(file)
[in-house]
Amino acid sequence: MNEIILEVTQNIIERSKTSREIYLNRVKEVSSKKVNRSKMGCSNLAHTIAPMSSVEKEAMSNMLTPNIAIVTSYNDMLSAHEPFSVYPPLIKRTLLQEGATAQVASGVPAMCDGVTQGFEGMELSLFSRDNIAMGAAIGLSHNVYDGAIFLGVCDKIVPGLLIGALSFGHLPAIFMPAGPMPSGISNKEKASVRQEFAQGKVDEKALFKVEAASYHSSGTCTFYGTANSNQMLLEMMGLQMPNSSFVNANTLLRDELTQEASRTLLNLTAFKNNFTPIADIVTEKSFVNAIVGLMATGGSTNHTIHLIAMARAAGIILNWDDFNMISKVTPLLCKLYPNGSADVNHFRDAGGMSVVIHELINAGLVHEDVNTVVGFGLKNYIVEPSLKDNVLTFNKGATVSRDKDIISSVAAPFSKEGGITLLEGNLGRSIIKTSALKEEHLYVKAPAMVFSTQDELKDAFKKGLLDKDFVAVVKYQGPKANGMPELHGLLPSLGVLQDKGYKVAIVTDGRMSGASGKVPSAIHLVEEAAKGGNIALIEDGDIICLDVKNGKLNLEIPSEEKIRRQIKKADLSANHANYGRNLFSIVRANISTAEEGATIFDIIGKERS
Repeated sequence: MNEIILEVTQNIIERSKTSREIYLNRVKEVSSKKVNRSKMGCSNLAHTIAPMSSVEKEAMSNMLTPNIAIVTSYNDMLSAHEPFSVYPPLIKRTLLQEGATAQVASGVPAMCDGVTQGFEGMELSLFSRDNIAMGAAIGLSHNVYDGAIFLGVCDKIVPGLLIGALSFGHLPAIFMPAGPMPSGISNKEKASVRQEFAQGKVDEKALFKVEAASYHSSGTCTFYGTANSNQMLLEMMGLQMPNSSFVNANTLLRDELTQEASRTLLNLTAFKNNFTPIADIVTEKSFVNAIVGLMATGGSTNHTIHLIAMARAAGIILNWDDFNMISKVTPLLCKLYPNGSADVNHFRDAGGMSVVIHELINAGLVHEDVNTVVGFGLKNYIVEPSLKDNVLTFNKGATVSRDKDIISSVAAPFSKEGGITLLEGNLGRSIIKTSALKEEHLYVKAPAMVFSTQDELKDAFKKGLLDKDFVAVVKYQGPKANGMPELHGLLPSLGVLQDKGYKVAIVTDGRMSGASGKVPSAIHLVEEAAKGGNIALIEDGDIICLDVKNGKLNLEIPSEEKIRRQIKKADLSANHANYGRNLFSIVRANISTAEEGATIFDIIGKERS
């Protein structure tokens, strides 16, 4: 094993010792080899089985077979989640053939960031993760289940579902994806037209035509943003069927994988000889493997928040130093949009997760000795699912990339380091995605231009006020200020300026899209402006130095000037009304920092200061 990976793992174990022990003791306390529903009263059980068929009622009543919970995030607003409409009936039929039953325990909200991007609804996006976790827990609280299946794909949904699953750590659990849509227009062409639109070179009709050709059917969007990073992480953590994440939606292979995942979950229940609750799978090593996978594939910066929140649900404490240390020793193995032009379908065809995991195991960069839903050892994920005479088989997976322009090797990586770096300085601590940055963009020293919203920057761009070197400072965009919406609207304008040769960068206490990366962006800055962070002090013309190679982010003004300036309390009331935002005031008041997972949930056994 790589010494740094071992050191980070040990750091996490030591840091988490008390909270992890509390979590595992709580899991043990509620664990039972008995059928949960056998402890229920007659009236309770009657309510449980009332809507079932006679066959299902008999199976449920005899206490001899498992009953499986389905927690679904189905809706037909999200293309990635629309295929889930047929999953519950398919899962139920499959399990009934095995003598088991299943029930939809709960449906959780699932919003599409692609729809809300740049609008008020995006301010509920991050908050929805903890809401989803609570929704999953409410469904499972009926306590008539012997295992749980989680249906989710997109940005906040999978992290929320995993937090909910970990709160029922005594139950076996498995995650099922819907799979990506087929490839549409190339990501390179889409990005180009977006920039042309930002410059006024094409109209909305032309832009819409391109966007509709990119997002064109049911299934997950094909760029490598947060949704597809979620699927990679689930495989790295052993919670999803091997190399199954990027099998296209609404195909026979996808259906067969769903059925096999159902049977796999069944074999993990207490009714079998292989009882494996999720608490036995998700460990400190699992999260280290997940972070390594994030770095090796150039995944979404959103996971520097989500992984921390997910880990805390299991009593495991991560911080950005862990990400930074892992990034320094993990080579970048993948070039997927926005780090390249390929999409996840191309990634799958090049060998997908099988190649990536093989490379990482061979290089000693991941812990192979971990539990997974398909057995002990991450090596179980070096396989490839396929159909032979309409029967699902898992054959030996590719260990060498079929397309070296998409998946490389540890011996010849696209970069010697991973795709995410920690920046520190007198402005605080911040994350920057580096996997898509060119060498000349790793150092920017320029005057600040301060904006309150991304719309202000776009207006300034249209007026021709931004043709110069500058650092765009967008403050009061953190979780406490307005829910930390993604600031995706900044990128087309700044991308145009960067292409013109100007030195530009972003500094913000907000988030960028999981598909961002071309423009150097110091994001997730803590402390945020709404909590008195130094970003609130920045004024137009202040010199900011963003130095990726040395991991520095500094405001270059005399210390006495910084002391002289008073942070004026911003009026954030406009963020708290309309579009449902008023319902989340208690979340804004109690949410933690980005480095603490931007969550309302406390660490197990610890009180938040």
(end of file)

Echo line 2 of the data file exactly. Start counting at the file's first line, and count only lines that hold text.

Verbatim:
Amino acid sequence: MNEIILEVTQNIIERSKTSREIYLNRVKEVSSKKVNRSKMGCSNLAHTIAPMSSVEKEAMSNMLTPNIAIVTSYNDMLSAHEPFSVYPPLIKRTLLQEGATAQVASGVPAMCDGVTQGFEGMELSLFSRDNIAMGAAIGLSHNVYDGAIFLGVCDKIVPGLLIGALSFGHLPAIFMPAGPMPSGISNKEKASVRQEFAQGKVDEKALFKVEAASYHSSGTCTFYGTANSNQMLLEMMGLQMPNSSFVNANTLLRDELTQEASRTLLNLTAFKNNFTPIADIVTEKSFVNAIVGLMATGGSTNHTIHLIAMARAAGIILNWDDFNMISKVTPLLCKLYPNGSADVNHFRDAGGMSVVIHELINAGLVHEDVNTVVGFGLKNYIVEPSLKDNVLTFNKGATVSRDKDIISSVAAPFSKEGGITLLEGNLGRSIIKTSALKEEHLYVKAPAMVFSTQDELKDAFKKGLLDKDFVAVVKYQGPKANGMPELHGLLPSLGVLQDKGYKVAIVTDGRMSGASGKVPSAIHLVEEAAKGGNIALIEDGDIICLDVKNGKLNLEIPSEEKIRRQIKKADLSANHANYGRNLFSIVRANISTAEEGATIFDIIGKERS